May 11, 2020: “Quantum Convention” by Eric Schlich

Hey there, Story366!

The last time I did the full-year Story366, 2016, I included a few all-Bowling Green weeks, weeks dedicated to books by BGSU creative writing program alum. BG is my MFA alma mater and over the years—it’s like the third-oldest MFA program—it has amassed a large cohort of published fiction writers. I didn’t mind playing a homer—I can do whatever I want her—plus it got me reading all those books by my friends and fellow alumni.

Going into this year, I had a few BG-authored books in my pocket, hoping to set up another week in 2020. A couple of books were recently published and added to my list, giving me five total, but those two new collections are by people I’ve already covered here at Story366. That kind of goes against the rules I’ve set up, featuring an author twice, but then again, that’s a rule I’ve been thinking of suspending. People write new books, books that need press, books that need reading.

Plus, I’m running out of books again, just over a third of the way through the year. Can I really stay that picky, just ignore awesomely appealing books on my shelf?

I’m going to cover the original three books first this week, today, tomorrow, and Wednesday, then make an executive decision for the other two. So, stay tuned for that potentially blog-altering decision. In the meantime, enjoy some Falcon-on-Falcon action.

Today, I began with Quantum Convention by Eric Schlich, out in 2018 from the University of North Texas Press as winner of the Katherine Anne Porter Prize in Short Fiction. I knew Eric as a student when I was at BG, and in fact, I sat on his thesis committee. Needless to say, I can’t be more happy for Eric or proud of him, as he’s a great writer—none of this success is the least-bit surprising.

I started with the title and lead story, “Quantum Convention,” about this guy named Colin who’s at a convention of Colins. No, not a convention for guys with that name, but a convention of versions of the protagonist Colin, pulled, I guess, from the quantum realm—see Avengers: Endgame for that logic. Anyway, Colin is there with Fat Colin and Mustache Colin and Goatee Colin and Sad Colin, etc., every Colin with a specific trait that defines him. Our Colin’s not even the original Colin, if there is such a thing, as he’s rather late to the convention. Our Colin has to adjust to being in a room filled with himselves (I just made up that word, I think), the others already on board and mingling.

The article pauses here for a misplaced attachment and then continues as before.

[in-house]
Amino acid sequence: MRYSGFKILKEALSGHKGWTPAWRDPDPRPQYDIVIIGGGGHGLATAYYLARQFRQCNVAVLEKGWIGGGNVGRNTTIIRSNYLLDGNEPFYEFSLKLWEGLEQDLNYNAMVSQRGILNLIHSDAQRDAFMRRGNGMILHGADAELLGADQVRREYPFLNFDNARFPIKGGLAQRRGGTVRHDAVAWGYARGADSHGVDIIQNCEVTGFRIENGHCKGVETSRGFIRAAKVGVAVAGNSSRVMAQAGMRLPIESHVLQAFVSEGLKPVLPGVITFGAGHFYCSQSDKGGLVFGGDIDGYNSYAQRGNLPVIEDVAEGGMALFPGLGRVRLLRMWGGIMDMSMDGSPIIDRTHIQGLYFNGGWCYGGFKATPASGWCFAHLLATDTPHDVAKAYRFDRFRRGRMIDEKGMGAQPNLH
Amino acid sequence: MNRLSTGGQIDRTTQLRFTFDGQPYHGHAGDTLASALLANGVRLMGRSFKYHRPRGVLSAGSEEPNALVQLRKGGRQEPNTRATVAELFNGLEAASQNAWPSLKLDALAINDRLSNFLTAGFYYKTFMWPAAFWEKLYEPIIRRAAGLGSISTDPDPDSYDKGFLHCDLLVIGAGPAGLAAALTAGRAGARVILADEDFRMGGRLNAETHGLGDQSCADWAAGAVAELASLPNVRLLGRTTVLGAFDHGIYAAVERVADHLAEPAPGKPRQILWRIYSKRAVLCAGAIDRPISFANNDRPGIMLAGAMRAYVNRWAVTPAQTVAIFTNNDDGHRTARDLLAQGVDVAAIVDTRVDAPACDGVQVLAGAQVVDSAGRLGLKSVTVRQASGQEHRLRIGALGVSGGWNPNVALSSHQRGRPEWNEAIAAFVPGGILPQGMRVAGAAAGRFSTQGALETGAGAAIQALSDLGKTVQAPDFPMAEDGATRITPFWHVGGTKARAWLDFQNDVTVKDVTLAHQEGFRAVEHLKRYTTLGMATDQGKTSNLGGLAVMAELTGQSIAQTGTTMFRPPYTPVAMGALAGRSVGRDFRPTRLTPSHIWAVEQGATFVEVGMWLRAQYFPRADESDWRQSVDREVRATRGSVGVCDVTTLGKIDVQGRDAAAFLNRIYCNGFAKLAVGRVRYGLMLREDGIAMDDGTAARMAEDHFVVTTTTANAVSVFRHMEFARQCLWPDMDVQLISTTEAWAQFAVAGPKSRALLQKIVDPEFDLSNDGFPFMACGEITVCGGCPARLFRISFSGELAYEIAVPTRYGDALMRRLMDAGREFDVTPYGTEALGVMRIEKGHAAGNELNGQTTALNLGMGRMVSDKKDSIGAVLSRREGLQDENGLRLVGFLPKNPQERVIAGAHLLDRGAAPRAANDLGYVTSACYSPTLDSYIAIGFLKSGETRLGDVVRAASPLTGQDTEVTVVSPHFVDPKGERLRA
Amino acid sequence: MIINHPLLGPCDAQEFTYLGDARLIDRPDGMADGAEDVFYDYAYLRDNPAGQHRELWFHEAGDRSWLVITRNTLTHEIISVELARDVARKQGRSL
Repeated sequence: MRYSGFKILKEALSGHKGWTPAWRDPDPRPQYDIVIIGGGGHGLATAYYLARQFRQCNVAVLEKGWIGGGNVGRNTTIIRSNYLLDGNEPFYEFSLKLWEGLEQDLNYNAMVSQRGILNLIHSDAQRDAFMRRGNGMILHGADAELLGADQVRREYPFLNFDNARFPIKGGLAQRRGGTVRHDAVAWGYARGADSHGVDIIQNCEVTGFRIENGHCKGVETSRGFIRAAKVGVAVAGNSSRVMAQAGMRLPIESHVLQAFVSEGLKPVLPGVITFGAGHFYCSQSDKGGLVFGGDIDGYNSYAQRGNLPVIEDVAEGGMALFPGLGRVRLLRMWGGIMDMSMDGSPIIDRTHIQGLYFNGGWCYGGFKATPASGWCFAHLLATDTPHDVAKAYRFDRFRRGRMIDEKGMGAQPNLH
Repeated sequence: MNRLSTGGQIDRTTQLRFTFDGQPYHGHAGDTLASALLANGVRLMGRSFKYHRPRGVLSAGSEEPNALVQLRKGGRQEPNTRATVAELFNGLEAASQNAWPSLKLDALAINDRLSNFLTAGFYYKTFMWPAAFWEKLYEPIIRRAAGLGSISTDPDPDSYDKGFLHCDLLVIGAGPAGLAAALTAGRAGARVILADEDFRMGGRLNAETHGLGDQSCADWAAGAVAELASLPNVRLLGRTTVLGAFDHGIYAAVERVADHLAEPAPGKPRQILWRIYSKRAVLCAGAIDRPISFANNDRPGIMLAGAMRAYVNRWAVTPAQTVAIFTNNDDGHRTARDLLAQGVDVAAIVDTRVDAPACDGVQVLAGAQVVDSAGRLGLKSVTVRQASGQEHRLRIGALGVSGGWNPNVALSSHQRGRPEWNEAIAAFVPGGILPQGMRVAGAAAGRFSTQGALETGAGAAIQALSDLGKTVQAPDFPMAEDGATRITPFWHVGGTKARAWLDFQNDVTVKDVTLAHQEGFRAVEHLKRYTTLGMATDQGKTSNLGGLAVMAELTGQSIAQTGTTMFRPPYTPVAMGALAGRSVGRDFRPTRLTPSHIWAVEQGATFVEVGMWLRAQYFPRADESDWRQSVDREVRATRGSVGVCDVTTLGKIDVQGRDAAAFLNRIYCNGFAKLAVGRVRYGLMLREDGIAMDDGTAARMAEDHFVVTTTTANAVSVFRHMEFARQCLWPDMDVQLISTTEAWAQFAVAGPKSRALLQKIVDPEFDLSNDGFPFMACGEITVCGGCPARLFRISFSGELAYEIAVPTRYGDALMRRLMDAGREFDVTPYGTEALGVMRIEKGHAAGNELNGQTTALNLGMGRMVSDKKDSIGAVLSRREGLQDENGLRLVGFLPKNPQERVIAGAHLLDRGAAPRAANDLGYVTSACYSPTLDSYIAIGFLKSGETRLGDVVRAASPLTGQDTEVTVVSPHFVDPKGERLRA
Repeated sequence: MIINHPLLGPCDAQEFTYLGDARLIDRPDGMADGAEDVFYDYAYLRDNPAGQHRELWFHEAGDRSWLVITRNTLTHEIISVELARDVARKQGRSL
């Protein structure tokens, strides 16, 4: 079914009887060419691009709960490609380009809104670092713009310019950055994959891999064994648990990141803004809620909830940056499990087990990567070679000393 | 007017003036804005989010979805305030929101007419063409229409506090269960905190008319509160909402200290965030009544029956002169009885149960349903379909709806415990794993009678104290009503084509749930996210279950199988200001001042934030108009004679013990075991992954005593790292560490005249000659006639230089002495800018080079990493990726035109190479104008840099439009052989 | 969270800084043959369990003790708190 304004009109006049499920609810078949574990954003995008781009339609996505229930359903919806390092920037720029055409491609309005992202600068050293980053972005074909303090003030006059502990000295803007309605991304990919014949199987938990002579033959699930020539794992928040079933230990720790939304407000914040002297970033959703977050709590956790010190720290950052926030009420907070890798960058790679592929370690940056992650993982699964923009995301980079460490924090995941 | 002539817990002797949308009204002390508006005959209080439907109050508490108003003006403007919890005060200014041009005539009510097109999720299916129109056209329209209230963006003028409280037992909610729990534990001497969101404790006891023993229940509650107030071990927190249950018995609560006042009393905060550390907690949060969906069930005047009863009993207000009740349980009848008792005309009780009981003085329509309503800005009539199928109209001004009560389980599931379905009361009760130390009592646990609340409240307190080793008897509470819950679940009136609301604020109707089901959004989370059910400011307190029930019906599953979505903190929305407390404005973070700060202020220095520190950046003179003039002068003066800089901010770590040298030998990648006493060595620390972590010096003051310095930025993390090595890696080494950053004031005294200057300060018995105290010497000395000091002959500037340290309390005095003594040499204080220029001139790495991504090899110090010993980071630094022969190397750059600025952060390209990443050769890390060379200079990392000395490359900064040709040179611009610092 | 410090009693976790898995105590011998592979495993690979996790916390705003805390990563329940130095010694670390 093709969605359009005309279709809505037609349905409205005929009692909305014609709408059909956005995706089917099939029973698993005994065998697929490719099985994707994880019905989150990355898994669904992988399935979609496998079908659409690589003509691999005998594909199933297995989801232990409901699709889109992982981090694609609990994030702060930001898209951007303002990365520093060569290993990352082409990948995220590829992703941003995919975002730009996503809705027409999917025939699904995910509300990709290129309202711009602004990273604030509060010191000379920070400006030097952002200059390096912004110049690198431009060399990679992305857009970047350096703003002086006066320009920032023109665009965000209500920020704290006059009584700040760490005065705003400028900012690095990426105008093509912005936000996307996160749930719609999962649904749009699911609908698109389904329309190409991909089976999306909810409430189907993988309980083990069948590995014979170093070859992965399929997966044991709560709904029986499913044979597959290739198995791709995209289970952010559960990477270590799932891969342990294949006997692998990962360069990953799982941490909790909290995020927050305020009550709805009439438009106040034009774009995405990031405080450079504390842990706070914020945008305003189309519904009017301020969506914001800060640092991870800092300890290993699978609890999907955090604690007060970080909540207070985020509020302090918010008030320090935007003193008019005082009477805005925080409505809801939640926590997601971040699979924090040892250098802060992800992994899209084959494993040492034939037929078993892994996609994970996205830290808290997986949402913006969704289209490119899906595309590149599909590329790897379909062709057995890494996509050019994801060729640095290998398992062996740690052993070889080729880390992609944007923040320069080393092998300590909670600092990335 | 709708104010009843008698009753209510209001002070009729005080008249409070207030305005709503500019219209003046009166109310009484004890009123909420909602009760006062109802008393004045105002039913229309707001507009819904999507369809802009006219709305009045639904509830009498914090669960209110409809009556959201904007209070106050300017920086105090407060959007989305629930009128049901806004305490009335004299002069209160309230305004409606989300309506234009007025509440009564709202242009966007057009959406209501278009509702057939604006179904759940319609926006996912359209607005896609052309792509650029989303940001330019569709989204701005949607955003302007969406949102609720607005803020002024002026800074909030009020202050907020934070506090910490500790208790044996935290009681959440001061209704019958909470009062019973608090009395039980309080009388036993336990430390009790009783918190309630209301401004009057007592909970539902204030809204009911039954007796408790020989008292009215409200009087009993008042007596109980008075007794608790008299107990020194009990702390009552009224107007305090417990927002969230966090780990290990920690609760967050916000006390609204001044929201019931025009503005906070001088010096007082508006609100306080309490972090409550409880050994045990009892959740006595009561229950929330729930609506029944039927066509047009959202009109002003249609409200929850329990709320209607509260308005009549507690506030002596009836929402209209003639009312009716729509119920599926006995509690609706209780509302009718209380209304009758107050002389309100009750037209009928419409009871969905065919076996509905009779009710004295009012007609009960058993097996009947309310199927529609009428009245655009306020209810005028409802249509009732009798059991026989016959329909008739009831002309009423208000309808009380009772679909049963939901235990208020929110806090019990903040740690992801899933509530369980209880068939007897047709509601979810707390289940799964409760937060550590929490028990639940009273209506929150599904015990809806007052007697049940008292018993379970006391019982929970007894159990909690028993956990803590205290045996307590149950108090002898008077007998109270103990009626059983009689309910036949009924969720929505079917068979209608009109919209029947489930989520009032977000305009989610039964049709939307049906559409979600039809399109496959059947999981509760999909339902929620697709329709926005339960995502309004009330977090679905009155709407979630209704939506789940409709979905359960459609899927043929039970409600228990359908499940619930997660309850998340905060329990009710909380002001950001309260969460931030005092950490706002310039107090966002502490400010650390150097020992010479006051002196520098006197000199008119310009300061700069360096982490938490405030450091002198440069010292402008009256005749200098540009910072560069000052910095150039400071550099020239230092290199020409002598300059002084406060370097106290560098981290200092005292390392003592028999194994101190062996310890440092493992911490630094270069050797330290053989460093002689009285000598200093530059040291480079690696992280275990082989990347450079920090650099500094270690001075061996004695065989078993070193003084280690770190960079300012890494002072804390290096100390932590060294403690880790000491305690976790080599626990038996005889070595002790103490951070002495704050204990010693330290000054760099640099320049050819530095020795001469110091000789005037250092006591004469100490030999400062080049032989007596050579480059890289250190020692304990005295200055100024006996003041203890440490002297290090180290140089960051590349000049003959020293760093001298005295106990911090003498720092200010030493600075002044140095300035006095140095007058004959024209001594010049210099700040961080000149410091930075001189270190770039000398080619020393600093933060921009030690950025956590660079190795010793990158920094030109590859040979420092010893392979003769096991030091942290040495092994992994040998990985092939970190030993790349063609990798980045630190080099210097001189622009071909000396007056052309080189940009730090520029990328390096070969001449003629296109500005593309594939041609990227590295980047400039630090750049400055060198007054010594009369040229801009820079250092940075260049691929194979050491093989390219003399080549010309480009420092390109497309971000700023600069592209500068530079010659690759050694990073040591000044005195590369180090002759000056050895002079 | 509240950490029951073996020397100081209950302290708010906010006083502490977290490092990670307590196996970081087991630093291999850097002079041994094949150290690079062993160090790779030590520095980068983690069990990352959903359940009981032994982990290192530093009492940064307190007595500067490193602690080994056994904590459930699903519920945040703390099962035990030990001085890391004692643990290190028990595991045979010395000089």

The situation raises a lot of questions in our Colin’s head. What will his moniker be? How is any of this possible? Why oh why did he click on that pop-up ad?!

Colin is also on a quest, of sorts, while at the Colin convention: He wants to find the perfect version of himself. Meeting endless variation of you is one way to do that, I suppose, a concept that Schlich sells. Really, he posed a smart and interesting question: Aren’t we all just a small adjustiment or two away from a better self, the perfect s?

Colin, discouraged, leaves the convention, running into his wife, Jane, on his way out. Only thing is, Jane is not Jane, but a slightly different version of Jane, one who did not marry Colin, one who has no idea who he is. Jane clicked on the pop-up ad, too! The story, to Schlich’s creative credit, quickly abandons the Colin convention and instead places him at the Jane convention. There, most Janes don’t know him or want him around and this makes Colin think: Is he a mistake? If most versions of Jane never even meet him, it might be so.

All in all, “Quantum Convention” asks a lot of questions about fate, about reality, and about the self. It’s a fun story—I love that it all takes place at a Days Inn—but it also got me thinking about time and destiny and choices I’ve made, choices I can still make, things I could do to make myself a better person (I do have a goatee …). Cool story.

“The Keener” is the second story in the book and is about a young woman in an orphanage who makes the school’s keening team. What’s a keening team? It’s the group of girls hired to cry at funerals for people who don’t have anyone to cry for them. The girls are all pros, can cry, dramatically, on command; as orphans, they have endless material to refer to to bring them down. There’s a creepy story about a banshee and other fairy-tale ilk threaded through as well, making the story more complex than it could have been, making it better overall.

I then ran across a story I read before, in Schlich’s thesis, nine years ago, “Journal of a Cyclops.” I remember liking the story then, but immediately recognized today how much he’s worked on it, how much better it is, as, well, of course it is. This story’s about Owen, a kid born with one eye, a one-in-a-million-in-a-million birth defect. Doctors didn’t give him a week to live, yet somehow he’s 13 in this story. Because of his uniqueness, and fear of bullying, his parents don’t let him leave the house, or the yard, except to see eye doctors and shrinks. This story’s about Owen’s first friend and his first journey into public, to the local pool. Oh, and the whole thing is an epistolary, to his shrink, a story to convince him to give the thumbs up for Owen attending school in the fall.

I loved reading Eric Schlich’s stories way back in the day, and loved reading them, from Quantum Convention, today. Eric’s always been a hard worker with an unparalleled imagination, so it was inevitable that this kind of thing was going to happen for him. Now he’s got a PhD and is a professor, hi first book under his belt, with many more to come. I highly recommend you read his stories, as they’re pretty fantastic.